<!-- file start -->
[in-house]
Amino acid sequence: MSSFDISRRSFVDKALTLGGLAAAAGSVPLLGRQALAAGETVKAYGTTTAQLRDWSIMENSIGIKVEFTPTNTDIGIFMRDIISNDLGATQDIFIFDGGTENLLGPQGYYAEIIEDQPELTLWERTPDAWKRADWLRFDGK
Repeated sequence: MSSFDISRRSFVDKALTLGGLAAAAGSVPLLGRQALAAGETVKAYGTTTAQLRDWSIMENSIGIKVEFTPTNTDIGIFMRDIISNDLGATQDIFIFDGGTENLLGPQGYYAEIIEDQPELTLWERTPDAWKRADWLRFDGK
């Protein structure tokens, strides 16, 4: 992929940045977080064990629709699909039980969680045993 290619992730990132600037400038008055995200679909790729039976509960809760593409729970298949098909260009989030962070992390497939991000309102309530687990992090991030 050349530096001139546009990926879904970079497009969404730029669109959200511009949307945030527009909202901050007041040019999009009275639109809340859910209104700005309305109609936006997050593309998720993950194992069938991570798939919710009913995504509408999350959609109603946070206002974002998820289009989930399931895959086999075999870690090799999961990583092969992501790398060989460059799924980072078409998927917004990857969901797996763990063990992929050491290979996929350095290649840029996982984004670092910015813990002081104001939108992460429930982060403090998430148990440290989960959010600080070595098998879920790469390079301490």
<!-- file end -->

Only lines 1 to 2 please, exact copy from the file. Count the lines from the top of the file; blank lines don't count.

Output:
[in-house]
Amino acid sequence: MSSFDISRRSFVDKALTLGGLAAAAGSVPLLGRQALAAGETVKAYGTTTAQLRDWSIMENSIGIKVEFTPTNTDIGIFMRDIISNDLGATQDIFIFDGGTENLLGPQGYYAEIIEDQPELTLWERTPDAWKRADWLRFDGK